Updates on US spying

Snowden’s leak of top secret US documents has been described as the most serious breach in US history. And it’s constantly brought up that it’s made the US more vulnerable to attack. It’s not often brought up, at least by the US, that their actions made everyone else more vulnerable or why US interests outweigh those of the rest of the world. While one could at least understand the risk of terrorist attacks (although to hear grown ups talking seriously about enemies does seem a bit like what you’d expect on a junior school playground) it’s a lot harder to take seriously the need to spy on allies.

One can’t help notice that the need for such espionage would disappear if countries were more open with each other. Are the benefits of hiding your secrets and spending huge amounts of time and money on protecting them and stealing others really worth just being open? You certainly wouldn’t have the fallout of having the extent of your lies and duplicity revealed. Luckily there seems to be a growing unease with all the spying and perhaps we can start moving away from such a poisonous climate.

If the US isn’t going to do the right thing on its own there will at least be significant international pressure to bring it back into line. Germany is particularly upset over revelations of US spying, for example tracking Angel Merkel’s phone since 2002. We should note that tracking her phone should be just as alarming as tracking the average Joe’s phone. While she may, in some ways, be more important than the average Joe, she has no greater right to privacy. They are trying to get a no-spying deal with the US, though maybe it won’t be a full agreement.

For the rest of us, we have to look to both Brazil and Germany. Along with Germany, Brazil has been a particularly vocal opponent of the US spy programme. Not only have they announced a summit to discuss improving internet security but the Brazilian president has explicitly said:

We consider that privacy on the internet is part of human rights, and its defence must receive priority treatment in UN discussions.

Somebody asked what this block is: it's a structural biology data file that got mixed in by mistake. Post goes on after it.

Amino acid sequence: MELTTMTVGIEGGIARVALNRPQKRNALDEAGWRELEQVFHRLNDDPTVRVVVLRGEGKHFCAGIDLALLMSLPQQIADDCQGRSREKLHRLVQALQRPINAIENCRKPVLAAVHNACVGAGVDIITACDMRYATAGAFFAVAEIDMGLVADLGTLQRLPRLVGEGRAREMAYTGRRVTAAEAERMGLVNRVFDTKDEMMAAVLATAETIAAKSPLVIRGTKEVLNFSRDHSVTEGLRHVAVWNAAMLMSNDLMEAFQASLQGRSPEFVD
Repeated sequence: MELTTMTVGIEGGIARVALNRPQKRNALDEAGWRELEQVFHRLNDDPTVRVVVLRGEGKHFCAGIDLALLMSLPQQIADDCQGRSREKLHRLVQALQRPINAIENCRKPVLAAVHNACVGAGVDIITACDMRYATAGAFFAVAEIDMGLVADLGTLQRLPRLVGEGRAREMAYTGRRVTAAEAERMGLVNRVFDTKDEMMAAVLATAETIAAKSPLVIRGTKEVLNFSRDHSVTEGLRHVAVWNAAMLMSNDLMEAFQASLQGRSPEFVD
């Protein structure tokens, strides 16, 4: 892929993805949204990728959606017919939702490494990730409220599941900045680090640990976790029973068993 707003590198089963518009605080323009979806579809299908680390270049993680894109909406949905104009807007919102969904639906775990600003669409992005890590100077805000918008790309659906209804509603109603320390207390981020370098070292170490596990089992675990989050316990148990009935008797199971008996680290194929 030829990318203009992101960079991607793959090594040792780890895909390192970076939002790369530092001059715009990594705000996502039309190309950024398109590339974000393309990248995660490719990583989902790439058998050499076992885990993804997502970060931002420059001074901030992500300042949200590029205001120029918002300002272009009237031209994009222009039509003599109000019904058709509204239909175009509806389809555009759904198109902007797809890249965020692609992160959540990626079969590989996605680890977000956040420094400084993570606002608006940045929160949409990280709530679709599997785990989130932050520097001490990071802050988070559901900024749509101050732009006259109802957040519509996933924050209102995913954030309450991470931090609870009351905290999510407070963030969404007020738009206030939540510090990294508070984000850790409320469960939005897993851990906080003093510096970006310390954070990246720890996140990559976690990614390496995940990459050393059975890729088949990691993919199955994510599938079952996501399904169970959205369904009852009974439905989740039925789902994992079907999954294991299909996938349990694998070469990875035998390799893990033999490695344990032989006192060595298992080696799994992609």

The quote is certainly not just talk. Germany and Brazil have jointly proposed a resolution to the UN that privacy laws must be extended to the internet and electronic communication. I haven’t heard much more since but hopefully the resolution will be passed and we can move to a more private and secure internet.


6 thoughts on “Updates on US spying

  1. I certainly agree. There is just one issue which bugs me. If secrecy was so important why do international players not divide the internet into such a vehicle that everyone in one country would use a domestic system under umbrella, cordoned just for domestic traffic. Then you could have an International platform which to use for that type of action,,,like WWC for China. Why do all the servers and the complete internet system have to be in the hands of AT&T in the USA? Why do Countries not install their own systems? This will protect not only the citizens from abuse in spying, but also stop the Americans from having a say who does what on the net. For Example: Dotcom should not have been confronted by the US. He should have faced the laws in his own country and if there was no legislation in place in Australia, he should not have been confronted at all. I’m sick and tired to hear that the US by virtue of it’s SEC rules the international security and exchanges. Who the hell are they to impose themselves on the rest of the world. Its a disgrace. Hopefully the new front gate positioned by the East will see this light and shift the balance.

  2. While country specific versions of the internet may help with privacy concerns I think they would be worse than the current system. Not everything is in the US but most of the major players in the, English language, internet are American. The internet is meant to connect the world (and don’t travellers). Losing that would be terrible. Many poorer countries would no doubt suffer the most. Germany could easily have its own internet but that system would severely restrict someone living in Nigeria or even South Africa. A global internet also has more opportunities for oversight, like Brazil and Germany standing up to the US, privacy would be even more restricted if there were no one outside of a country that could protect people’s rights. China already restricts a huge number of sites and I believe it was the Iranian government that wanted to create a local internet purely because then they could have total control over what their citizens could see.